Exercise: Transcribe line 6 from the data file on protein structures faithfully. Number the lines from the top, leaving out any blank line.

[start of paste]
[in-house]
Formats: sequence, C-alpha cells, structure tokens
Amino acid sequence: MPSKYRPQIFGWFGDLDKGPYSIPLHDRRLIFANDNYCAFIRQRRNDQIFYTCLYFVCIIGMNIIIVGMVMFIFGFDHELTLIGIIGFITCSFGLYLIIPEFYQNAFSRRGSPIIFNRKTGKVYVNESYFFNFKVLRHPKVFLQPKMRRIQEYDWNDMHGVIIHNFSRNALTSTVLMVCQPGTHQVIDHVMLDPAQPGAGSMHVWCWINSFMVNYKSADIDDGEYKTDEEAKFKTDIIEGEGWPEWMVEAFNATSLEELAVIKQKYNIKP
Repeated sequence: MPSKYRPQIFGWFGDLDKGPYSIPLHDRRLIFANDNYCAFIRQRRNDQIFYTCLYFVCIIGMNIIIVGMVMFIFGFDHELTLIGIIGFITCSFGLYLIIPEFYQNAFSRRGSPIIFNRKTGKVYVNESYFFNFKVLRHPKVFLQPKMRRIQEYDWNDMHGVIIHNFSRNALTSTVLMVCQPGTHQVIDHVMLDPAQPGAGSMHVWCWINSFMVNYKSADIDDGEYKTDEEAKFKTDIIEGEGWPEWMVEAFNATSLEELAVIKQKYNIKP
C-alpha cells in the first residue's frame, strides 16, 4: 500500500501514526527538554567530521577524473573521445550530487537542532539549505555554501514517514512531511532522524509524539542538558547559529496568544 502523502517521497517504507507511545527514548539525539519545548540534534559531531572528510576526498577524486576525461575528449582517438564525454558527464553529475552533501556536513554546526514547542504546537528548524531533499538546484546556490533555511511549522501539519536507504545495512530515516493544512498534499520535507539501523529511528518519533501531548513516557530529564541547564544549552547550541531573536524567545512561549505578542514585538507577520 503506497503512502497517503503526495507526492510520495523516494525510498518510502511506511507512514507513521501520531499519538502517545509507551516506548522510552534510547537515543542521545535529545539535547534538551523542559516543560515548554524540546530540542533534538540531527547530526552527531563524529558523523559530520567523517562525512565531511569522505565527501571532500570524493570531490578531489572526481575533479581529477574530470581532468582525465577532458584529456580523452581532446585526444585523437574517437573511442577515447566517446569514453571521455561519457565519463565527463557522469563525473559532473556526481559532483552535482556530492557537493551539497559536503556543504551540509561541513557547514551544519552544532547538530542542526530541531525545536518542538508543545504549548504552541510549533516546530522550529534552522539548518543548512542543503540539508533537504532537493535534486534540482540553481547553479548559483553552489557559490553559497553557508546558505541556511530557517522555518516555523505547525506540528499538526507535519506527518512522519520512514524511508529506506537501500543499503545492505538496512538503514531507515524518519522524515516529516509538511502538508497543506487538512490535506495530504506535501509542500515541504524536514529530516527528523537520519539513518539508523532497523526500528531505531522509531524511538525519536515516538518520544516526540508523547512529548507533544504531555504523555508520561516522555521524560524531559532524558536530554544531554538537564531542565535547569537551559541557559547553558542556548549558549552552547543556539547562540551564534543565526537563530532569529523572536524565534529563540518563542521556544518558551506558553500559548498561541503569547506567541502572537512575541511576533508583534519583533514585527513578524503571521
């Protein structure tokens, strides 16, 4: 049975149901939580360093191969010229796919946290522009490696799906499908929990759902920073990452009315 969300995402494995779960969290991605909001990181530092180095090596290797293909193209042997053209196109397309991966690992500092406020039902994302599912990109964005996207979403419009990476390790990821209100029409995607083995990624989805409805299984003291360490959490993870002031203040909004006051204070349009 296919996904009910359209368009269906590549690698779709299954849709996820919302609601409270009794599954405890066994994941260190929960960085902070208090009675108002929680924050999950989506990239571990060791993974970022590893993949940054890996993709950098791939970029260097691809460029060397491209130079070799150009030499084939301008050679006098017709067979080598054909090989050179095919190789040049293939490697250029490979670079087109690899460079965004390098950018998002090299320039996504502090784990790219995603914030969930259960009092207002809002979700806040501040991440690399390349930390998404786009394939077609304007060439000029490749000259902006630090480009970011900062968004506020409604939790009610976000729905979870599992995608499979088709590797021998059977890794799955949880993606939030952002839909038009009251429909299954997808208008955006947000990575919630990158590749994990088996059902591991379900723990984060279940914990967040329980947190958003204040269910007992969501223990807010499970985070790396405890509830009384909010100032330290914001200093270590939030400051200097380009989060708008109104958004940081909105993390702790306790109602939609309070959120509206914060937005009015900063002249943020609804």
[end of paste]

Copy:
């Protein structure tokens, strides 16, 4: 049975149901939580360093191969010229796919946290522009490696799906499908929990759902920073990452009315 969300995402494995779960969290991605909001990181530092180095090596290797293909193209042997053209196109397309991966690992500092406020039902994302599912990109964005996207979403419009990476390790990821209100029409995607083995990624989805409805299984003291360490959490993870002031203040909004006051204070349009 296919996904009910359209368009269906590549690698779709299954849709996820919302609601409270009794599954405890066994994941260190929960960085902070208090009675108002929680924050999950989506990239571990060791993974970022590893993949940054890996993709950098791939970029260097691809460029060397491209130079070799150009030499084939301008050679006098017709067979080598054909090989050179095919190789040049293939490697250029490979670079087109690899460079965004390098950018998002090299320039996504502090784990790219995603914030969930259960009092207002809002979700806040501040991440690399390349930390998404786009394939077609304007060439000029490749000259902006630090480009970011900062968004506020409604939790009610976000729905979870599992995608499979088709590797021998059977890794799955949880993606939030952002839909038009009251429909299954997808208008955006947000990575919630990158590749994990088996059902591991379900723990984060279940914990967040329980947190958003204040269910007992969501223990807010499970985070790396405890509830009384909010100032330290914001200093270590939030400051200097380009989060708008109104958004940081909105993390702790306790109602939609309070959120509206914060937005009015900063002249943020609804």